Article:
Like most serious dining devotees, we can't wait to discover the hippest new restaurant or check out the hottest new chef. But sometimes -- especially when summer's pace starts to slow and we have time to catch our breath -- it's fun to reconnect with old friends: some of the tried-and-true restaurants that form the backbone of the region's fine-dining scene.
We recently spent some time catching up with four of our favorites: first-rate places that don't always make the headlines, but which can be counted on to deliver service, style, and generally delicious food.
Although we've dropped by for brief lunch visits more recently, the last time we dined at Craig Sumers and Brad Friedlander's smart East Side bistro was in the autumn of 1999.
Since then, former executive chef Doug Katz has moved on to open Fire, his own little hot spot on Shaker Square, and Jonathan Bennett has taken charge of Moxie's kitchen. Because Sumers and Friedlander have remained true to their initial vision, the menu continues to be a creative compilation of rustic American cuisine, prepared and presented with sophistication and finesse. But because the owners are also savvy restaurateurs, they have resisted the urge to try to make time stand still: New twists, techniques, and side dishes have kept the menu up-to-date, and Bennett obviously has been encouraged to indulge his own passions.
One of those passions surely must be for foie gras, because one of the most striking items on the current menu is the giant JB Burger ($19.50), a peach-juicy slab of ground angus beef, topped with micro-greens, oven-dried tomato, and a lardon of dry-rubbed, house-cured foie gras "bacon." Unspeakably rich and profoundly indulgent, it's a shoo-in for a spot in The Gourmet Burger Hall of Fame. A tangled web of slender frites and a small mountain of thinly sliced, breaded-and-fried onions complete this upscale rendition of the all-American meal.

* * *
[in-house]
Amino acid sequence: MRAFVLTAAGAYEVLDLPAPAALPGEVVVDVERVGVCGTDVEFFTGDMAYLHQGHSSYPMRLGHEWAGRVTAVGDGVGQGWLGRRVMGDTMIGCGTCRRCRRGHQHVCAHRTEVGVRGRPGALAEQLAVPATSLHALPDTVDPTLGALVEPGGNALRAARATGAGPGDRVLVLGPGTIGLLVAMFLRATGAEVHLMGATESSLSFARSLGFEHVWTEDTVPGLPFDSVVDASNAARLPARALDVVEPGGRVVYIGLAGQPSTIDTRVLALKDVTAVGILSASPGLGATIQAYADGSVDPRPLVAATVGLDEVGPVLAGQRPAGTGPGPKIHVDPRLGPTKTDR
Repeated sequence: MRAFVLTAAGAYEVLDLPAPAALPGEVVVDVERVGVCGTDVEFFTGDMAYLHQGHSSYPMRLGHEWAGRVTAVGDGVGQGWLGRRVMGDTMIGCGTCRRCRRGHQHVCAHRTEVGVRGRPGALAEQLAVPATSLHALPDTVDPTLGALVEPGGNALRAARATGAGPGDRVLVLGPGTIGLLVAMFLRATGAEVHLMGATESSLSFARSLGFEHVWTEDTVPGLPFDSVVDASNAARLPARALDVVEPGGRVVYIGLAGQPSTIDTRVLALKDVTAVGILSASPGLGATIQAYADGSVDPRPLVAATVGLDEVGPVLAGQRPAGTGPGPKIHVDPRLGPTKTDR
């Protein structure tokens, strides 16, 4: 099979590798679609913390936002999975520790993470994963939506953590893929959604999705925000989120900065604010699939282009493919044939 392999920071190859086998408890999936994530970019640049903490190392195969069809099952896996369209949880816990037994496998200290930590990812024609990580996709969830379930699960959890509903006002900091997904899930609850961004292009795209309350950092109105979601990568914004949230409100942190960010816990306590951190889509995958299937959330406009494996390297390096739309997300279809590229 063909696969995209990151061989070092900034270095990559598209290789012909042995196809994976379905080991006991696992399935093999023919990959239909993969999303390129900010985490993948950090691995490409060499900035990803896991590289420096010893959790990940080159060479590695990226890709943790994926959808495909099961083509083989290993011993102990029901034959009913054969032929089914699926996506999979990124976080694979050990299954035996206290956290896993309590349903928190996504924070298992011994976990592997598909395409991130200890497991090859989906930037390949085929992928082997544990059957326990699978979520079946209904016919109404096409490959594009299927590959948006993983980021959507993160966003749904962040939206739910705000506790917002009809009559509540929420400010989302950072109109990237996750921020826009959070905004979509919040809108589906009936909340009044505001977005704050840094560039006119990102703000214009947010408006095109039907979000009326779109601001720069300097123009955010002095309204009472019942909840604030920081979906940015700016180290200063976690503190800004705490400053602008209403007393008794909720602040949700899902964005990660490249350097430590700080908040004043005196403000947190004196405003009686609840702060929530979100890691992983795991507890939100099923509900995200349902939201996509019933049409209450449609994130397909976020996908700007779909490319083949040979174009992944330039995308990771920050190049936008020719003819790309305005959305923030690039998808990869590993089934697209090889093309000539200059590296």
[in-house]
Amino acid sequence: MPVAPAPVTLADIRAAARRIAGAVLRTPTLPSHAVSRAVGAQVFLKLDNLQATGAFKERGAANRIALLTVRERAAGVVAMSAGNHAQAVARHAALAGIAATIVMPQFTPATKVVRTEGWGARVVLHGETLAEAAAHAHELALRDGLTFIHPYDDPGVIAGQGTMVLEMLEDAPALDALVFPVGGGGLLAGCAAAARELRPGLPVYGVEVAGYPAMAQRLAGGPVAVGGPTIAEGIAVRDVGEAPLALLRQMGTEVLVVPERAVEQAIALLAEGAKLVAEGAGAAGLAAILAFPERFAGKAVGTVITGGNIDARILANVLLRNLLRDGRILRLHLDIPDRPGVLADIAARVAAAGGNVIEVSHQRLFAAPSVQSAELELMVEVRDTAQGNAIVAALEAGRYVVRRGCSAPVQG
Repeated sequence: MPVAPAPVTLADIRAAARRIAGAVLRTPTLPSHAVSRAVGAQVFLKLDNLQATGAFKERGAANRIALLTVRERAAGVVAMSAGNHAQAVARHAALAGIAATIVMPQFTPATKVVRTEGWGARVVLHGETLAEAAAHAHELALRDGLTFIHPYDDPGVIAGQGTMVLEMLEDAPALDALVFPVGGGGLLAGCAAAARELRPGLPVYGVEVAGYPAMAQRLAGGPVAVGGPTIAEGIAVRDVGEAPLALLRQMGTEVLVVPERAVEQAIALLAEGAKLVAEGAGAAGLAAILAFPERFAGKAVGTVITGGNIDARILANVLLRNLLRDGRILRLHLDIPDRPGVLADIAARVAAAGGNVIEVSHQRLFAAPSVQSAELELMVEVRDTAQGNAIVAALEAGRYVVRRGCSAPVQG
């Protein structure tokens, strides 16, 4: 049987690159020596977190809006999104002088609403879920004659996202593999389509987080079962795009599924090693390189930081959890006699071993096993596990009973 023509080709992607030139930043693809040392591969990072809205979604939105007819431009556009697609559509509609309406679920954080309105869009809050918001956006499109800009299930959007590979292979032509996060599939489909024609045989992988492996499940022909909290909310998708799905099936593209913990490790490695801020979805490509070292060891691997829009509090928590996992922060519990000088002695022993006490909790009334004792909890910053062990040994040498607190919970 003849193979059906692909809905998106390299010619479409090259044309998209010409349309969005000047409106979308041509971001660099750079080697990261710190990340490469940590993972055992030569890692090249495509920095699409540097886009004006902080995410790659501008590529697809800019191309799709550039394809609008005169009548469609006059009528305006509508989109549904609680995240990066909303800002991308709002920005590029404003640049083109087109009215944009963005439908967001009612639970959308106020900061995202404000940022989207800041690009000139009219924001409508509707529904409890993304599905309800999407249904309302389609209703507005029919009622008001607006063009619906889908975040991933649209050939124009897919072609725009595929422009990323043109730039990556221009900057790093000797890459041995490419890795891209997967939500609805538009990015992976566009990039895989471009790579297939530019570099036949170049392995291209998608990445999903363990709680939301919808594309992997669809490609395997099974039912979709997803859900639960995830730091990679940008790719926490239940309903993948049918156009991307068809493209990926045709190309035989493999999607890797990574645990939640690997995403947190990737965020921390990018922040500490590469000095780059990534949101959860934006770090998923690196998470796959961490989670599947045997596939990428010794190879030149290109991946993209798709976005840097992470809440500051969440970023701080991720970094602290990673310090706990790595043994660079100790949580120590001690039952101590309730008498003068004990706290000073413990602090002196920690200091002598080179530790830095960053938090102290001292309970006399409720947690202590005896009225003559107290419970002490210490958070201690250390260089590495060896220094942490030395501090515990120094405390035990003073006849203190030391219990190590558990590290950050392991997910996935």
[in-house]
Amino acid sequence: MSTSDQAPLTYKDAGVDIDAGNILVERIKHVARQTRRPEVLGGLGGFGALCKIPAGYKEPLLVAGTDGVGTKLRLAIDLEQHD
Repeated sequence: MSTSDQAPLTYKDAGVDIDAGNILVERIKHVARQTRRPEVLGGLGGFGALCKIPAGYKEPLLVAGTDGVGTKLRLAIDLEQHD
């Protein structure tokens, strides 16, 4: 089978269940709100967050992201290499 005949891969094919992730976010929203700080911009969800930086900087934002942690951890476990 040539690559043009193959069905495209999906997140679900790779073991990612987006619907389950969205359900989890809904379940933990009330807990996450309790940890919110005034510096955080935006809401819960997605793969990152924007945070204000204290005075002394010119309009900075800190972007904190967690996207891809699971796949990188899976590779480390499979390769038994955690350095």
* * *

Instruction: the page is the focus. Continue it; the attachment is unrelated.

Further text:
Salads, too, continue to be Moxie standouts. Among the menu's current sweet-and-savory tosses, our fave is the tangy, nutlike mâche salad, decked out with fresh sliced strawberries and candied pistachios in a plush strawberry-balsamic vinaigrette, finished with sheer crostini and wedges of soft, ripened cheese ($7).
Although the restaurant is approaching its sixth anniversary, Moxie shows no signs of slowing down. Vibrant and hip (and with a newly opened patio), it has maintained its ranking as one of the region's best bets for discriminating diners.
3355 Richmond Road, Beachwood; 216-831-5599. Lunch: 11:30 a.m. to 2:30 p.m. Monday through Friday. Dinner: 5:30 to 10 p.m. Monday through Thursday, 5:30 to 11 p.m. Friday and Saturday, 5 to 9 p.m. Sunday.